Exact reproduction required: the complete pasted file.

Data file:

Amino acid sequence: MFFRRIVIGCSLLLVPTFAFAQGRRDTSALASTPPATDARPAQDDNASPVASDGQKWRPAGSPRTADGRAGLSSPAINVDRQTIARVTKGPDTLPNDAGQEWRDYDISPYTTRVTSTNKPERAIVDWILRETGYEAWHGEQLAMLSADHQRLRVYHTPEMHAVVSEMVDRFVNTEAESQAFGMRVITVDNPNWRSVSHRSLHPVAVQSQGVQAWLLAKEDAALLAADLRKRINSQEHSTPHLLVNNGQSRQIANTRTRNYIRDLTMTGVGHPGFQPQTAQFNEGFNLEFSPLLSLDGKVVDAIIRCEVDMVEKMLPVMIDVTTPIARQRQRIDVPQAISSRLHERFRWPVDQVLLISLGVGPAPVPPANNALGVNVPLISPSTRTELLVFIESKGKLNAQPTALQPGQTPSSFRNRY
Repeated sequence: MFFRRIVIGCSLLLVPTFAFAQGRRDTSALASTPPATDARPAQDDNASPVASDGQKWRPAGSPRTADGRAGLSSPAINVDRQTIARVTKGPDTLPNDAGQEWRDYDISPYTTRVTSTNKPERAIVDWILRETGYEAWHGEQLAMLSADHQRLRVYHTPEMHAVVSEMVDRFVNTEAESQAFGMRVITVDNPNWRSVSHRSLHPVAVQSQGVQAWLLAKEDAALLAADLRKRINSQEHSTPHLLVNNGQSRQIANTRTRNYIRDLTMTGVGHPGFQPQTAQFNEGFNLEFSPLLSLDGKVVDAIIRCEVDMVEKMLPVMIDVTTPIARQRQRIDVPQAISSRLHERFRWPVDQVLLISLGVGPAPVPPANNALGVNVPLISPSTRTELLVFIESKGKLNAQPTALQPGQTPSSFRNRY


Amino acid sequence: MFFRRIVIGCSLLLVPTFAFAQGRRDTSALASTPPATDARPAQDDNASPVASDGQKWRPAGSPRTADGRAGLSSPAINVDRQTIARVTKGPDTLPNDAGQEWRDYDISPYTTRVTSTNKPERAIVDWILRETGYEAWHGEQLAMLSADHQRLRVYHTPEMHAVVSEMVDRFVNTEAESQAFGMRVITVDNPNWRSVSHRSLHPVAVQSQGVQAWLLAKEDAALLAADLRKRINSQEHSTPHLLVNNGQSRQIANTRTRNYIRDLTMTGVGHPGFQPQTAQFNEGFNLEFSPLLSLDGKVVDAIIRCEVDMVEKMLPVMIDVTTPIARQRQRIDVPQAISSRLHERFRWPVDQVLLISLGVGPAPVPPANNALGVNVPLISPSTRTELLVFIESKGKLNAQPTALQPGQTPSSFRNRY
Repeated sequence: MFFRRIVIGCSLLLVPTFAFAQGRRDTSALASTPPATDARPAQDDNASPVASDGQKWRPAGSPRTADGRAGLSSPAINVDRQTIARVTKGPDTLPNDAGQEWRDYDISPYTTRVTSTNKPERAIVDWILRETGYEAWHGEQLAMLSADHQRLRVYHTPEMHAVVSEMVDRFVNTEAESQAFGMRVITVDNPNWRSVSHRSLHPVAVQSQGVQAWLLAKEDAALLAADLRKRINSQEHSTPHLLVNNGQSRQIANTRTRNYIRDLTMTGVGHPGFQPQTAQFNEGFNLEFSPLLSLDGKVVDAIIRCEVDMVEKMLPVMIDVTTPIARQRQRIDVPQAISSRLHERFRWPVDQVLLISLGVGPAPVPPANNALGVNVPLISPSTRTELLVFIESKGKLNAQPTALQPGQTPSSFRNRY